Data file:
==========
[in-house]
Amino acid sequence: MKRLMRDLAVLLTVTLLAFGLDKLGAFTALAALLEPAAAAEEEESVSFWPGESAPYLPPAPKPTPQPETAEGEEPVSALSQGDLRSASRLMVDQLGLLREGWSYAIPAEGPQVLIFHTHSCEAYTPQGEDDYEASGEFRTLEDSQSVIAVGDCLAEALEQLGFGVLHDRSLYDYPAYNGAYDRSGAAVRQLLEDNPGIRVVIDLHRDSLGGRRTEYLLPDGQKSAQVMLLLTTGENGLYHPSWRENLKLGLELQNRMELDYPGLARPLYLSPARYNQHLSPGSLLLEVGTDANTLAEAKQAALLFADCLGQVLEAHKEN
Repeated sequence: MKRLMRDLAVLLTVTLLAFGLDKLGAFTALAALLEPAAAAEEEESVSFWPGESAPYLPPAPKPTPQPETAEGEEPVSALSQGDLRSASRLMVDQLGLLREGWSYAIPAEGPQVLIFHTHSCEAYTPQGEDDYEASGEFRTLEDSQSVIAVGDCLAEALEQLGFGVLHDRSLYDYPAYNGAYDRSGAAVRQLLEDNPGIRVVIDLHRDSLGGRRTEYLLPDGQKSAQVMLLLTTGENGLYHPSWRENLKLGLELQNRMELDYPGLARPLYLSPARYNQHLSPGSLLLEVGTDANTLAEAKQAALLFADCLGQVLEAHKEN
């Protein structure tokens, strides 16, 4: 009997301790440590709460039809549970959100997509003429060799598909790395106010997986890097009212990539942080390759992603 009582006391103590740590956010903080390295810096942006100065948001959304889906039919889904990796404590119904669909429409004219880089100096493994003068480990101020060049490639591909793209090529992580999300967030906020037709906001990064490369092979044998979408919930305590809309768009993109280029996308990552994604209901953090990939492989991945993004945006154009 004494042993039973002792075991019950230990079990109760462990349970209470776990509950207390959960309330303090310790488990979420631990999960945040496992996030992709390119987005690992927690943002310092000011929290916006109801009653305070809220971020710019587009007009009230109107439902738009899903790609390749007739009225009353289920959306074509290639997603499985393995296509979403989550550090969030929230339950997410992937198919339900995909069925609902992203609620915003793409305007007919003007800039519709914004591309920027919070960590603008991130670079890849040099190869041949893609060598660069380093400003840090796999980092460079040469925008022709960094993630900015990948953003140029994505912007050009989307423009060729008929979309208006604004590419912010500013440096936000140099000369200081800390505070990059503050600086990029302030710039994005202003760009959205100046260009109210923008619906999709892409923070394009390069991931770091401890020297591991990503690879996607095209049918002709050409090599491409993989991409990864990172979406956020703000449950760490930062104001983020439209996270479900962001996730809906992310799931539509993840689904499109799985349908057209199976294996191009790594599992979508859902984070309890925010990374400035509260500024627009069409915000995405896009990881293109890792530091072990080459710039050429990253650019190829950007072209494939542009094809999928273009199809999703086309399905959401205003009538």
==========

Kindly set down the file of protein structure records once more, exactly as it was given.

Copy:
[in-house]
Amino acid sequence: MKRLMRDLAVLLTVTLLAFGLDKLGAFTALAALLEPAAAAEEEESVSFWPGESAPYLPPAPKPTPQPETAEGEEPVSALSQGDLRSASRLMVDQLGLLREGWSYAIPAEGPQVLIFHTHSCEAYTPQGEDDYEASGEFRTLEDSQSVIAVGDCLAEALEQLGFGVLHDRSLYDYPAYNGAYDRSGAAVRQLLEDNPGIRVVIDLHRDSLGGRRTEYLLPDGQKSAQVMLLLTTGENGLYHPSWRENLKLGLELQNRMELDYPGLARPLYLSPARYNQHLSPGSLLLEVGTDANTLAEAKQAALLFADCLGQVLEAHKEN
Repeated sequence: MKRLMRDLAVLLTVTLLAFGLDKLGAFTALAALLEPAAAAEEEESVSFWPGESAPYLPPAPKPTPQPETAEGEEPVSALSQGDLRSASRLMVDQLGLLREGWSYAIPAEGPQVLIFHTHSCEAYTPQGEDDYEASGEFRTLEDSQSVIAVGDCLAEALEQLGFGVLHDRSLYDYPAYNGAYDRSGAAVRQLLEDNPGIRVVIDLHRDSLGGRRTEYLLPDGQKSAQVMLLLTTGENGLYHPSWRENLKLGLELQNRMELDYPGLARPLYLSPARYNQHLSPGSLLLEVGTDANTLAEAKQAALLFADCLGQVLEAHKEN
């Protein structure tokens, strides 16, 4: 009997301790440590709460039809549970959100997509003429060799598909790395106010997986890097009212990539942080390759992603 009582006391103590740590956010903080390295810096942006100065948001959304889906039919889904990796404590119904669909429409004219880089100096493994003068480990101020060049490639591909793209090529992580999300967030906020037709906001990064490369092979044998979408919930305590809309768009993109280029996308990552994604209901953090990939492989991945993004945006154009 004494042993039973002792075991019950230990079990109760462990349970209470776990509950207390959960309330303090310790488990979420631990999960945040496992996030992709390119987005690992927690943002310092000011929290916006109801009653305070809220971020710019587009007009009230109107439902738009899903790609390749007739009225009353289920959306074509290639997603499985393995296509979403989550550090969030929230339950997410992937198919339900995909069925609902992203609620915003793409305007007919003007800039519709914004591309920027919070960590603008991130670079890849040099190869041949893609060598660069380093400003840090796999980092460079040469925008022709960094993630900015990948953003140029994505912007050009989307423009060729008929979309208006604004590419912010500013440096936000140099000369200081800390505070990059503050600086990029302030710039994005202003760009959205100046260009109210923008619906999709892409923070394009390069991931770091401890020297591991990503690879996607095209049918002709050409090599491409993989991409990864990172979406956020703000449950760490930062104001983020439209996270479900962001996730809906992310799931539509993840689904499109799985349908057209199976294996191009790594599992979508859902984070309890925010990374400035509260500024627009069409915000995405896009990881293109890792530091072990080459710039050429990253650019190829950007072209494939542009094809999928273009199809999703086309399905959401205003009538």